Once more I was walking in the footsteps of my childhood; once more I was contemplating the effect of the big quakes. It was a fascinating exercise. Compared with 2011, there were now hopeful, and in places intriguing, signs of recovery. Yet, comparing photos from 2006 and 2014 reveals that few places were left unaffected by those terrifying moments at 12.51 pm on 22 February 2011.

I started at Lake Victoria. In 2006 this had been a peaceful, bucolic scene of a garden city.

Lake Victoria, 2006

Lake Victoria, 2006

When I came back in 2011, the lake had disappeared. The scene was no more than mounds of reddish earth.

'Lake Victoria', 2011

'Lake' Victoria, 2011

This time in 2014 the restoration was remarkable – apart from the lack of oldies sitting in the sun, it could have been 2006 again.

Lake Victoria, 2014

Lake Victoria, 2014

I moved on to my alma mater, Christ’s College, where in 2011 there was serious damage to the old Gothic revival buildings in the quad. This time the entrance had a proud notice fixed to the gate that read ‘Restoration wins two awards’, with photographs of before and after. The old order had returned.

Then it was time to visit the square. In 2011 I could only peer at the wreck of the Anglican Christchurch Cathedral through railings. Now I could wander and get close to the rubble. It was obviously still depressing for someone who had spent many hours singing psalms within its precincts. The ‘before’ and ‘after’ photos show not only the destruction but also the troubling lack of people in the square.

Christchurch Cathedral, 2006

Christchurch Cathedral, 2006

Christchurch Cathedral, 2014

Christchurch Cathedral, 2014

Yet, there were also hopeful signs. Everywhere there were plantings and colourful murals, and on one side a beautiful chorus of fluttering flags.

Flags, 2014

Flags, 2014

I came across an intriguing notice that read, ‘Audacious – explore the city by ear – resonifying the city’. It went on to explain that the project was designed to bring back sounds to spaces that had become quiet after the earthquake. There was also an advertisement for ‘Canterbury Tales’ – a carnival and procession of liberation through the former red zone.

Wherever I went, comparing before and after, I could not escape the quakes. I had wondered if it would be worth re-photographing the old Deans Cottage in Riccarton Bush, because it was a wooden structure and surely it had been untouched. Not so – here are the two photographs of 2006 and 2014. Scaffolding and barriers just cannot be avoided.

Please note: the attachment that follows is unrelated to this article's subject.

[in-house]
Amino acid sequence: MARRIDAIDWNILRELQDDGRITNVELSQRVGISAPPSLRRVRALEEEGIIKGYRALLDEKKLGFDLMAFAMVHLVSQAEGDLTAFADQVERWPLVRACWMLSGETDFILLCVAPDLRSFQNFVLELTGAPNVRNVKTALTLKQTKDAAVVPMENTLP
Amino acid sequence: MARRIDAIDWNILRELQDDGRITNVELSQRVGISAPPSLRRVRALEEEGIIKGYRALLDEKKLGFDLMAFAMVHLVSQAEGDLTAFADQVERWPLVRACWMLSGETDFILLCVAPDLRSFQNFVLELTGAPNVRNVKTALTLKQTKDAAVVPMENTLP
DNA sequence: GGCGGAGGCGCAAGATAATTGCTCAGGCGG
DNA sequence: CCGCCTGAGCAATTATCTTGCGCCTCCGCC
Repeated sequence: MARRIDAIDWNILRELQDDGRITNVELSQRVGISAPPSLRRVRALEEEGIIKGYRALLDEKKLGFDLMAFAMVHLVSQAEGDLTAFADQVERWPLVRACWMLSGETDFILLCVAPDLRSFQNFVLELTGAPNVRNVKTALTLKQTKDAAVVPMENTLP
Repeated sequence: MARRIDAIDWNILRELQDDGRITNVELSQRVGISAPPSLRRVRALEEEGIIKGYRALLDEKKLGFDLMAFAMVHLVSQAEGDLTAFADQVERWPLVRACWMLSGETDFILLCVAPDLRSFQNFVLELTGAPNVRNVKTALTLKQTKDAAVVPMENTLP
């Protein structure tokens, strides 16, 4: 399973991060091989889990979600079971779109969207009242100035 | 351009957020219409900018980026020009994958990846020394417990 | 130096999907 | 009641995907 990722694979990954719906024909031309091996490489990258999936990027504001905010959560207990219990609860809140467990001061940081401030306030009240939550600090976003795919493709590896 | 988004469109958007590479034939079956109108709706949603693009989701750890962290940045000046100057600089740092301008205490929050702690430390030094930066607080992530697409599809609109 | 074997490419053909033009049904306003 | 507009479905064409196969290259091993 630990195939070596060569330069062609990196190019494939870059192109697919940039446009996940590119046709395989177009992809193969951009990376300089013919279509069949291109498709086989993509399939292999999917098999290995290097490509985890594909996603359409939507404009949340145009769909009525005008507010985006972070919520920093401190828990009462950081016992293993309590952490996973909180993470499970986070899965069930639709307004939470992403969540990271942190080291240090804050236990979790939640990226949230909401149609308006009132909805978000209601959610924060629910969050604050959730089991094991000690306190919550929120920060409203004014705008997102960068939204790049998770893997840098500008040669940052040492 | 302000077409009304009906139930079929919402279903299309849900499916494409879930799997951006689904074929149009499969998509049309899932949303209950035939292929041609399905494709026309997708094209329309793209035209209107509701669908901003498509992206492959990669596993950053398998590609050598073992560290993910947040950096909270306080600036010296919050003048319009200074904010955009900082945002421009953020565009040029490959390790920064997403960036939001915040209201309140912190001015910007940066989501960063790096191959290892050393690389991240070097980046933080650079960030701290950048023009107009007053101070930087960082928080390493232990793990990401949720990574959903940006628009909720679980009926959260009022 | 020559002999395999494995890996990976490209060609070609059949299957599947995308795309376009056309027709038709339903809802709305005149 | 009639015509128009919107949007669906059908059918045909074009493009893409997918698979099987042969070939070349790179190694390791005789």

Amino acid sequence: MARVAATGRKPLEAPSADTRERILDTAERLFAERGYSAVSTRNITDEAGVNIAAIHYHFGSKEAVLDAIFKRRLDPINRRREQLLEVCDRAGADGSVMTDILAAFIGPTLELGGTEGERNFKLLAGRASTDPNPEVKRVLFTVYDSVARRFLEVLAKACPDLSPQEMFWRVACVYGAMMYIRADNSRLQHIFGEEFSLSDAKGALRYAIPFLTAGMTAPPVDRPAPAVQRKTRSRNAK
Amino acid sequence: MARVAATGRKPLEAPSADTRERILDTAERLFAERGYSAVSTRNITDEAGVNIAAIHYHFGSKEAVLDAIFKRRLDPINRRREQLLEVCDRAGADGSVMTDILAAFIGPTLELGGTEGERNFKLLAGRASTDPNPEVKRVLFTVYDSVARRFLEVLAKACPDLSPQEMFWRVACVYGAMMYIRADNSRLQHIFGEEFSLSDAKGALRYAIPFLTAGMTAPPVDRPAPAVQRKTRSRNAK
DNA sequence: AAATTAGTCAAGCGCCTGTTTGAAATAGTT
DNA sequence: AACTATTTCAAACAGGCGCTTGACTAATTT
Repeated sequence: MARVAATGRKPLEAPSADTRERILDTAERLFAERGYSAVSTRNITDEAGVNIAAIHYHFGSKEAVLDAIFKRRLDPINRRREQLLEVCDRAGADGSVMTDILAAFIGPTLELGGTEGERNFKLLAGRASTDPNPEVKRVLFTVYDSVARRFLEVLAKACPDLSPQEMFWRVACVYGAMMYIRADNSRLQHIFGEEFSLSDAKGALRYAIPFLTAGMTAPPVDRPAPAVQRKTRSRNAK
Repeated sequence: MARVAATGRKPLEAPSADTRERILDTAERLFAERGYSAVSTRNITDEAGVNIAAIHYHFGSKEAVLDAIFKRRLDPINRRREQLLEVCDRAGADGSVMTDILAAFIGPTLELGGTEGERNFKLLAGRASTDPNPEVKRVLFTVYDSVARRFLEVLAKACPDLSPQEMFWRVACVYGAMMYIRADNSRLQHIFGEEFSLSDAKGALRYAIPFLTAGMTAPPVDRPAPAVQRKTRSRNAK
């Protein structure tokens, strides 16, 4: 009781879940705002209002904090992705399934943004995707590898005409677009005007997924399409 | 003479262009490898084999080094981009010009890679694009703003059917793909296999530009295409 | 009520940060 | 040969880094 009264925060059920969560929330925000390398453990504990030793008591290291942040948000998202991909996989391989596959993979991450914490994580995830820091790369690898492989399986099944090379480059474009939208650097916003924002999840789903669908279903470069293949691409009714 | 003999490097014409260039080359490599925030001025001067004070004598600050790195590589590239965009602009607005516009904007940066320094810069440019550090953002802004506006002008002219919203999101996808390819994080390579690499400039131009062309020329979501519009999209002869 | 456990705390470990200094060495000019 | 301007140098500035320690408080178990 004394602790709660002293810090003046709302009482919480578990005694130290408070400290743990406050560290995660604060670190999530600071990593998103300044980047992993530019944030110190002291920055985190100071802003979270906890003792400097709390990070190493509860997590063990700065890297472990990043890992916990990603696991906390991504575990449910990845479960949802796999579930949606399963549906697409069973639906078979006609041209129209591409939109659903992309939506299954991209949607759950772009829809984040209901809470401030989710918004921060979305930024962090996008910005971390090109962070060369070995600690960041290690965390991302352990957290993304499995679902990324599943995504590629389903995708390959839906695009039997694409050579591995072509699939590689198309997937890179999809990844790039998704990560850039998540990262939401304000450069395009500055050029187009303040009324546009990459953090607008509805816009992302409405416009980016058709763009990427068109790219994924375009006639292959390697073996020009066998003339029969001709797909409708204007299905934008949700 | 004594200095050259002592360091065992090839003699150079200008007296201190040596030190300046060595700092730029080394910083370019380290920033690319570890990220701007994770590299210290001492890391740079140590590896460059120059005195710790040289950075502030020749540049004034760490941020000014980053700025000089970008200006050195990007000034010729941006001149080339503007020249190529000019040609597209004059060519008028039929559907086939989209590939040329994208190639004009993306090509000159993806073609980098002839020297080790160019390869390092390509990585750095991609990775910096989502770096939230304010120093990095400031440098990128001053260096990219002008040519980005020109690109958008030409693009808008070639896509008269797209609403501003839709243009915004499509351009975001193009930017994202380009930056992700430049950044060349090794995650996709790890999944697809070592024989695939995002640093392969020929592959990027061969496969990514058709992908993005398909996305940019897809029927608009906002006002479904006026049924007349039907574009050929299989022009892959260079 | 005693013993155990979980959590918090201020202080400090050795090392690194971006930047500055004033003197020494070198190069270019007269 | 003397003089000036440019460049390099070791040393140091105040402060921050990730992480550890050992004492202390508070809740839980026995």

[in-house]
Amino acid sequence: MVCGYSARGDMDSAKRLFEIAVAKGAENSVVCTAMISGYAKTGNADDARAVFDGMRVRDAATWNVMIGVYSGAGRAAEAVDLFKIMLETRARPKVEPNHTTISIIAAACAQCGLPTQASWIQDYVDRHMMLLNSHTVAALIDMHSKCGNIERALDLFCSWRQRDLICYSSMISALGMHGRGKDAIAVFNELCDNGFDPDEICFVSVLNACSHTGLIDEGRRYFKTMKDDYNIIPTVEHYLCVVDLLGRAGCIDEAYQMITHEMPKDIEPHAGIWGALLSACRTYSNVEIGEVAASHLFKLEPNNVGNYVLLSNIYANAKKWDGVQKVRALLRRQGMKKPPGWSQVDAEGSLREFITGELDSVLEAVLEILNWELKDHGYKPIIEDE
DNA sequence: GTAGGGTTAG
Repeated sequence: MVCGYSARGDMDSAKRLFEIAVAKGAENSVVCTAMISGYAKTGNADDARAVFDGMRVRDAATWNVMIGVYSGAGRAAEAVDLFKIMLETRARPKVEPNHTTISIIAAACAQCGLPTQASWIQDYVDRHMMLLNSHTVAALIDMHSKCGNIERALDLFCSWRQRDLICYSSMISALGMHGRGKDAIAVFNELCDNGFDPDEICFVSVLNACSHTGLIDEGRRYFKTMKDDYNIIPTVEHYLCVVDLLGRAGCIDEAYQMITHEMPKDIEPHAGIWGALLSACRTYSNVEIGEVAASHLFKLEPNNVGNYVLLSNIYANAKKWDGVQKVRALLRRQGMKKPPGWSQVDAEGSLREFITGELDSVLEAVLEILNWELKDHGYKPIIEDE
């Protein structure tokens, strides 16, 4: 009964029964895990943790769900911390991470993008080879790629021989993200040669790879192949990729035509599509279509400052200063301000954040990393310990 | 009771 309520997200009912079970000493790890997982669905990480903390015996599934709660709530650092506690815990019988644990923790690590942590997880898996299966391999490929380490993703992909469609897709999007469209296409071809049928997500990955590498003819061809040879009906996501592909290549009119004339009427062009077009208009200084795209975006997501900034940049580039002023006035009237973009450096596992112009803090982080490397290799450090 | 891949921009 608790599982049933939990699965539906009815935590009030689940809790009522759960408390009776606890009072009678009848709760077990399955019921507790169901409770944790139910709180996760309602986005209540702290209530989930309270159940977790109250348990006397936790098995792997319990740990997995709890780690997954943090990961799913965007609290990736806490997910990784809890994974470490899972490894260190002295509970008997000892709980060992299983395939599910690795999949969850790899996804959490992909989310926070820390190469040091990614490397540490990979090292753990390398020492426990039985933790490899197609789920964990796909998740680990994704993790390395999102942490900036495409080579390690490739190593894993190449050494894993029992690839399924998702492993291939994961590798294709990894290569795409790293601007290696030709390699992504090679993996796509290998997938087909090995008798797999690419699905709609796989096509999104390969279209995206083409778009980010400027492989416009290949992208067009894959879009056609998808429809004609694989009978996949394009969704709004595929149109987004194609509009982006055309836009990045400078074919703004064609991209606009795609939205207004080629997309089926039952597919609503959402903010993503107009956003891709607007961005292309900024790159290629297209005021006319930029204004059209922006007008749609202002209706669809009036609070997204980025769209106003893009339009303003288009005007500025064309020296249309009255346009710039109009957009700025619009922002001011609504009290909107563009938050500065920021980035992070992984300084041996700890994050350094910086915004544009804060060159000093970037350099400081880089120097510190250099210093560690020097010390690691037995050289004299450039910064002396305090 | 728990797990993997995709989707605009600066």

Deans Cottage 2006

Deans Cottage, 2006

Deans Cottage,2014

Deans Cottage, 2014

And when I visited the beautiful Catholic Cathedral of the Blessed Sacrament, the pain of loss resurfaced.

Catholic Cathedral, 2006

Catholic Cathedral, 2006

Catholic Cathedral, 2014

Catholic Cathedral, 2014

Yet even here the sight was still better than in 2011.

Catholic Cathedral, 2011

Catholic Cathedral, 2011

The containers were still holding up Francis Petre‘s masterpiece, but the rubble had disappeared.

I ended my visit in east Christchurch, driving through the swampy ‘red’ area around the former Queen Elizabeth Park, where sizeable homes now sit vacant while sections around them are stripped bare, and I saw Steeple Rock at Sumner, now minus the steeple. But it was the collection of artworks along the main road at Sumner that attracted my interest. The huge murals sit beneath a cliff, at the top of which fragments of destroyed houses can be seen teetering on the edge. One of these murals shows a scantily clad woman with a worried, pensive look.

Sumner, 2014

Sumner, 2014

It reminded me of another artwork, on the wall of the Christchurch Art Gallery – which, despite having been a symbolic beacon of hope as the centre of operations after the earthquake, is now boarded up for $50 million worth of repairs. There too a lone woman looks down on the city.

Christchurch Art Gallery, 2014

Christchurch Art Gallery, 2014

These images of women – worried, serious, reflective, yet also strangely determined to weather it all – perhaps symbolise a city that slowly, slowly, slowly, is in recovery mode.